This is year 3 so I am eager to see what I will get. I planted in mid-October and the plants are now (December 17) about 4' tall; I have 1 purple blossom already (climate change?) with temperatures in the 60s to 70s to 80s. Yes, we have had a warm fall. So, my advice is to save those seeds and see what you get!

A note to all seed purveyors: please don't say that these peas are sweet and delicious because they are not. One star off for this.

Soil Temp for Germ 45–75°F
Seed Depth 1–1 ½"
Seed Spacing 1"
Days to Emergence 8–25
Thin Plants to N/A
Row Spacing 18–24"
Fertilizer Needs Low
Minimum Germination 80%
Seeds per Ounce ≈ 90–165
Seed Life 2 years

Pisum sativum Peas nourish our bodies with phytonutrients and, surprisingly, with omega-3 fatty acids. A hard-working crop, they improve the soil, fixing nitrogen that will feed future crops. Especially easy to grow in cool seasons. Snap peas have edible pods that are sweetest as the pods fatten up. High in vitamin C and niacin, they are most nutritious when fresh and briefly cooked. For the best nutrition and flavor, grow your own crops. Snap peas are the most productive of all the types of peas. Some snap peas develop strings that are easily removed by peeling them back as the pods are harvested.

Days to maturity are calculated from the date of direct seeding. Note: In areas with mild winters such as the maritime Northwest where peas can be planted in February, add 35-40 days.

• Peas are a hardy cool-season crop that can be grown in a variety of soil types
• Side dress plants with 1 cup of TSC's Complete fertilizer and 1/2 cup bone meal per 10 row feet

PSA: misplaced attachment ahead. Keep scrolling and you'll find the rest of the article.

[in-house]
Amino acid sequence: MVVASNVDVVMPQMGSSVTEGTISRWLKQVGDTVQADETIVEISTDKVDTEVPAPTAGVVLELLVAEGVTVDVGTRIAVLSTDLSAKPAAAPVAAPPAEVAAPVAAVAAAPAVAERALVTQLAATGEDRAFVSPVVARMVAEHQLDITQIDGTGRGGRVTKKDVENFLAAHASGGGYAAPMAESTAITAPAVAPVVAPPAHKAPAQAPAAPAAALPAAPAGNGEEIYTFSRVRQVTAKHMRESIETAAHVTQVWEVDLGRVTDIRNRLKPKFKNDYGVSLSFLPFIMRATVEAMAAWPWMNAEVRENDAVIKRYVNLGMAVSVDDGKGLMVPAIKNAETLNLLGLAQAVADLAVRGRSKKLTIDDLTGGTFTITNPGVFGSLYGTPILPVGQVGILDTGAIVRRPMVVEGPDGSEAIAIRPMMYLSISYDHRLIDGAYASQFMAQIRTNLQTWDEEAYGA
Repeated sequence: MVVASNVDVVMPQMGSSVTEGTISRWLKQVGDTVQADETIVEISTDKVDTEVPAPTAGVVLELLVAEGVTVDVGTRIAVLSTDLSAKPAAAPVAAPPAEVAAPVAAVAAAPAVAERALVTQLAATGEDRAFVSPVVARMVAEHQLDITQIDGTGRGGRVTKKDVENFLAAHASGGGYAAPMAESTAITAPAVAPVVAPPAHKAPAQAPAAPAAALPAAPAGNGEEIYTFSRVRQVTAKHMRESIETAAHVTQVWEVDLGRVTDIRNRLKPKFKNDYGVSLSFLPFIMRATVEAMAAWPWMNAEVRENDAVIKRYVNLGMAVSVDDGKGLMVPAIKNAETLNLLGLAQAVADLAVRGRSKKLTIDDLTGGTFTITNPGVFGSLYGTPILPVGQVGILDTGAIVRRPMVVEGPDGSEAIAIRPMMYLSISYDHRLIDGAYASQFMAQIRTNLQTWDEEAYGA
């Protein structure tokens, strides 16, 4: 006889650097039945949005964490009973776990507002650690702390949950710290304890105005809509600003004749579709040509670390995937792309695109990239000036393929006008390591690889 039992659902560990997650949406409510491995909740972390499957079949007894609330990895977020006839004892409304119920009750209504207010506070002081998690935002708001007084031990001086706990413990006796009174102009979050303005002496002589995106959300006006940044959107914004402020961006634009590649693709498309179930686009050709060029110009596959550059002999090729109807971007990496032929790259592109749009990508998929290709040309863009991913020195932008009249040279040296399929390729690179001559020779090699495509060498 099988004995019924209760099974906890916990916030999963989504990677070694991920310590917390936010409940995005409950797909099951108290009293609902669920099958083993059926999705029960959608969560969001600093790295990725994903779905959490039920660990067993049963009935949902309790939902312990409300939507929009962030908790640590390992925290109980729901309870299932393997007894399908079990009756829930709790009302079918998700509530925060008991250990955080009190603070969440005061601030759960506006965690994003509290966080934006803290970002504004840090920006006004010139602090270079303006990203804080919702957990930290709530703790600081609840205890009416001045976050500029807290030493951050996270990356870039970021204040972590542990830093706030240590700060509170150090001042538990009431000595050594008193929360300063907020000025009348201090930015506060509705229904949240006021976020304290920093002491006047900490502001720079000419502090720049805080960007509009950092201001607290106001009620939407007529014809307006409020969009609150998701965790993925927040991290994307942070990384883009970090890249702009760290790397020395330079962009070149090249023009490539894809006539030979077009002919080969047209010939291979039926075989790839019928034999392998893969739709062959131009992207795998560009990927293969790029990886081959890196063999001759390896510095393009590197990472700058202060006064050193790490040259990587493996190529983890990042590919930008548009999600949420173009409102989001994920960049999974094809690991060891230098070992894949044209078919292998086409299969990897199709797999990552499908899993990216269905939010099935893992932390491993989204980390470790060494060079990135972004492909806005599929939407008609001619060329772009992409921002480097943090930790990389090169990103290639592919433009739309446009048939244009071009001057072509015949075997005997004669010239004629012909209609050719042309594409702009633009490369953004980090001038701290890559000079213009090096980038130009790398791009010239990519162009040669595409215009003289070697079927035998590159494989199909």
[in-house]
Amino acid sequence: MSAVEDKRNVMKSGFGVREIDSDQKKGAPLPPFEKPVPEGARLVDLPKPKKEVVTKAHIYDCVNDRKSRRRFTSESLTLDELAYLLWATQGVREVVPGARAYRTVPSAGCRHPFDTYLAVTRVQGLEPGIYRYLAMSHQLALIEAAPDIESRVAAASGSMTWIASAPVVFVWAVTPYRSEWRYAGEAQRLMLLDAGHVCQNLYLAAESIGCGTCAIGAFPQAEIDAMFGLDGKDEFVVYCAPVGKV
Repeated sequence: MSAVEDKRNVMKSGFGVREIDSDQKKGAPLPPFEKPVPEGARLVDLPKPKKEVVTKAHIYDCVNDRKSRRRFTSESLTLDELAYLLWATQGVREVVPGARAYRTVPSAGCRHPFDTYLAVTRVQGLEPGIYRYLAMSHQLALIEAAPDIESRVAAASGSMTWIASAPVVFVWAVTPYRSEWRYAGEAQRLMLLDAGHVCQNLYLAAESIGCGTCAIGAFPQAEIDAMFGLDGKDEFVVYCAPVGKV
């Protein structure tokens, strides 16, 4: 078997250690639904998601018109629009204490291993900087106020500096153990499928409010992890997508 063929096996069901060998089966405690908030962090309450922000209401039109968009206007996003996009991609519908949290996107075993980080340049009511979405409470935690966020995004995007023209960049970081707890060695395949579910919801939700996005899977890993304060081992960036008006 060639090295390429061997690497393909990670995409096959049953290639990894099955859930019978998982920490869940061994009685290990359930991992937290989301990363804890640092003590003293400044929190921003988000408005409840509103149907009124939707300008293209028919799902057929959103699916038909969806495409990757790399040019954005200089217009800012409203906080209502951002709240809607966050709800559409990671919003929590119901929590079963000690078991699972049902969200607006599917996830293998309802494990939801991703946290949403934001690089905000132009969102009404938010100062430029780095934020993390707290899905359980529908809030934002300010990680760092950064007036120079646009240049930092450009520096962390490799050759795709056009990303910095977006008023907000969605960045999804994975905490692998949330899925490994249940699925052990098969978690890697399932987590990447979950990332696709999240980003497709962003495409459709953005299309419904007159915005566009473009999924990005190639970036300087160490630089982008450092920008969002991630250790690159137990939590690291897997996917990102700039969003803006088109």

• Climbing varieties should be trellised
• Most bush-type vines can be supported on a short trellis or allowed to grow as a mound
• Environmental stress, such as prolonged hot weather or lack of moisture, will reduce yields
• Extend your harvest through multiple sowings

Direct Sowing
• Peas may be sown as soon as the soil can be worked in the spring
• Cool temperatures lead to slow and erratic germination
• Sow peas in July for a fall crop
• In mild climates you can overwinter

Insects & Diseases
• Common insects: Pea aphid
• Insect control: Pyrethrin should be applied at seedling stage if leaf scalloping is observed
• Common diseases: Fusarium wilt (also called pea root rot), powdery and downy mildews, and pea enation mosaic virus (more common in Northwest and Northeast areas)
• Disease control: Zonix
• Disease prevention: 3-4 year crop rotation

Harvest & Storage
• For snap and shelling peas, start checking for maturity as soon as the pods begin to swell
• Harvest frequently to keep plants producing
• If left on the vine too long, the peas become starchy and the pods become tough
• Store at 36°F and 95% humidity

HR indicates high resistance.
IR indicates intermediate resistance.
AF | Ascochyta
DM | Downy Mildew
E | Enation Mosaic Virus
F* | Fusarium Wilt
PEMV | Pea Enation Mosaic Virus
PLR | Pea Leaf Roll Virus
PM | Powdery Mildew
* Numbers indicate specific disease race.